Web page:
What does TrainAsONE predict my time will be for tomorrow’s 10k race?
Race day again tomorrow! Another 10 km. This time it is the Mike Groves 10k hosted by Coltishall Jaguars Running Club at RAF Coltishall, just north of Norwich. The route is around the perimeter of the airbase, which as one might expect, is quite flat. “Good for PB’s except when windy as it is very exposed” apparently. The forecast is predicting light rain with a gentle breeze. So fingers crossed, PB-friendly conditions.
It’s been three weeks since my last race (the Valentine’s 10k), and whilst I have kept up the consistency of my training, it has not been as focused as I would have liked or hoped. Pressures of work with resultant late nights have necessitated me to cut short and downgrade workouts. (I use the term ‘downgrade’ to mean changing a TrainAsONE scheduled speed session or hard assessment into an easy Economy workout.)
This did mean that I got out of doing a dreaded 3.2 km assessment run. However, given that I am also training for the Wymondham AC 20 miler race on the 26th of this month, I was actually a little annoyed that I was unable to fit in a long run scheduled for early last week. C’est la vie!
Despite my tiredness, and in a effort to help gather more valuable data for the TrainAsONE machine learning algorithms, I did force myself to run my scheduled 6 minute assessment. As is often the case, once out, the cold air woke me up and I had a good run, managing to cover just under 1.5 km at a pace of 3:52 min/km. I was rewarded for my stomach churning lactate inducing run with my best 6 minute performance for nearly 5 years, reflecting how my recent races have gone, and bodes well for tomorrow.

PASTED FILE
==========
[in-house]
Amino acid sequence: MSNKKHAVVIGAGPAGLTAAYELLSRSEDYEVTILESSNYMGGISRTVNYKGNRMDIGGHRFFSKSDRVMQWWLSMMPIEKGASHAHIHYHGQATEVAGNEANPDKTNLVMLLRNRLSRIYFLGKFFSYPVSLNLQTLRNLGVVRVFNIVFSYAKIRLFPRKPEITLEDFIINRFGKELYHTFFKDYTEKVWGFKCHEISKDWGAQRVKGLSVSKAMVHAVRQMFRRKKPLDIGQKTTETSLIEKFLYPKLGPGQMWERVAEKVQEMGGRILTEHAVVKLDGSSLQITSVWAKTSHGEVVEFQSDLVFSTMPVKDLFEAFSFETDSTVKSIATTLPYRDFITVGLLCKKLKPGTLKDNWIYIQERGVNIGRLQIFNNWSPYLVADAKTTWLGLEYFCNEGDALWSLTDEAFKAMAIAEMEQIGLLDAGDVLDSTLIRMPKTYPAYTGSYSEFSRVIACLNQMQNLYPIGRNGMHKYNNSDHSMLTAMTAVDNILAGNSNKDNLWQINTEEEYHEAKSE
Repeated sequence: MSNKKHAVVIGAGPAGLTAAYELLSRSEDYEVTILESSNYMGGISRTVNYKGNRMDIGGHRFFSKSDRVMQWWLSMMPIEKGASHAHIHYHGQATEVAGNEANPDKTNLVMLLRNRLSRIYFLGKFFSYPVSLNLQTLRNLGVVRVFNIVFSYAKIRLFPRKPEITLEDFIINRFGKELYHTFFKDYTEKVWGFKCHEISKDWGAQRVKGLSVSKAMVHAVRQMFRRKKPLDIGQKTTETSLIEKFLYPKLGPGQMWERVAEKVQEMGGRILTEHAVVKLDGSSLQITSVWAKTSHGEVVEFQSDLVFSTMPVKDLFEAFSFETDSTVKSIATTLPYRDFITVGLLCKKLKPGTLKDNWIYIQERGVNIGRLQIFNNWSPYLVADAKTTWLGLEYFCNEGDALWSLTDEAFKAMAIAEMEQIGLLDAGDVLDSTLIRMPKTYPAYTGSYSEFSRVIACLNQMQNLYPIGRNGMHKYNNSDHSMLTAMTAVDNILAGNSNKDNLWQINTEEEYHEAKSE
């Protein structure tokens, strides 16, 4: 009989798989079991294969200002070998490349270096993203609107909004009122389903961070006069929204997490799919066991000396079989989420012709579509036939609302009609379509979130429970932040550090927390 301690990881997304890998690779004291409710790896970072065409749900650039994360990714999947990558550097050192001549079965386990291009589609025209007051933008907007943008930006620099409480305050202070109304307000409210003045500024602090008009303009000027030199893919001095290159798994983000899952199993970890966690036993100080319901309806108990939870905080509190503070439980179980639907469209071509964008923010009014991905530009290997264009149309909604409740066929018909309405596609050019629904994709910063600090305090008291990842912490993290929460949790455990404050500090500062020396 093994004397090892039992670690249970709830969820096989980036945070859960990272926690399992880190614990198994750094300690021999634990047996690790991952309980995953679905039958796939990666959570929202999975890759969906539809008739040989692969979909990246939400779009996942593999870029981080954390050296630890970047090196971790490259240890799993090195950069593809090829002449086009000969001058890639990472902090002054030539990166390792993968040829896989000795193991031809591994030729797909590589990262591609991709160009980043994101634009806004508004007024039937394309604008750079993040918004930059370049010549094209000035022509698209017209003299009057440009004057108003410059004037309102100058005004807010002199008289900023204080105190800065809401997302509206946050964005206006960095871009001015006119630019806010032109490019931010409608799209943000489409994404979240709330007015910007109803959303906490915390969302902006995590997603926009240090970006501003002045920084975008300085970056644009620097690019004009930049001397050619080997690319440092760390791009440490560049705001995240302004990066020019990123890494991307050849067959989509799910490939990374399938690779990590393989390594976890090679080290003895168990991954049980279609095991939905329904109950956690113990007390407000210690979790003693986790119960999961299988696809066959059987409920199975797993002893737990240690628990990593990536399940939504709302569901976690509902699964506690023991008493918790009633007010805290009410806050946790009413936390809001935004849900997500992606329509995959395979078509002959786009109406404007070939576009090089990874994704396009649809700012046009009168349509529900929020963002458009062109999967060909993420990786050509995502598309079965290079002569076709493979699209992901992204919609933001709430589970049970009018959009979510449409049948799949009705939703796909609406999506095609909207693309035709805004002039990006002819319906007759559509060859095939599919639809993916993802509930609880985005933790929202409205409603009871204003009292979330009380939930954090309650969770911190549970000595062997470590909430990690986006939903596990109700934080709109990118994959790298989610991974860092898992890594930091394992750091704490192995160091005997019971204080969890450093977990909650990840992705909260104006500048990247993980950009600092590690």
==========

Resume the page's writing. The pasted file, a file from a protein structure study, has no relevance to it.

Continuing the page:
In addition, a friend twisted my arm to run a Parkrun. I got a course PB. My fastest Parkrun in quite a while, and again good signs for tomorrow.
My Race Predictions
Two weeks ago, I discussed 10 km race predictions in my article I used AI to travel back in time, and re-run my 10 km race.
So what are my predictions for tomorrow?
Assessment / Race
|Pace (min/km)||Time (mm:ss)|
|Riegel (3.2 km Assessment)||53||4:25||44:10|
|Riegel (6 min Assessment)||12||4:20||43:21|
|Riegel (10 km race)||21||4:14||42:15|
|Riegel (10 mile race)||28||4:10||41:40|
So as depicted in the table above we have a range of predictions from the slowest time of 44:10, down to the fastest time of 41:32.
One would think that given that my 6 minute assessment and Parkrun were very recent, and best recent performances that they would provide good predictions. Unfortunately, their predictions are slower than my last (and very recent) 10 km race, so not as good as one would have hoped!
Who will be closer? Reigel’s 41:40, or TrainAsONE’s 41:32?
TrainAsONE’s prediction of 41:32 is particularly interesting (not just because it is the fastest), but because of the 41:30 prediction a couple of weeks back as discussed in my previous article: I used AI to travel back in time, and re-run my 10 km race. To be honest, I was hoping this latest prediction would be faster than 41:30, but let’s see what tomorrow brings.
Above are the box-plots for the various prediction methods. I have not included the Riegel (10 km race) as it is a little nonsensical (predicting a race time based on a race time for a race of the same distance).
A point of note is that the inter-quartile range for the Riegel (10 mile race) is narrower than that of TrainAsONE, whereas the extent of the whiskers is greater. So it seems that in this case, whilst Riegel might be a little more accurate for 50 % of people, TrainAsONE is more accurate for the whole population.
I’m setting my sights on that 41:30 time. I’ll let you know how I get on.
And remember, if you are running or spectating at the Mike Groves 10k at RAF Coltishall, Norfolk, tomorrow, and have a camera to hand, look out for me and you could have a go at winning yourself a TrainAsONE premium subscription and T-Shirt by playing ‘Spot the Sean‘.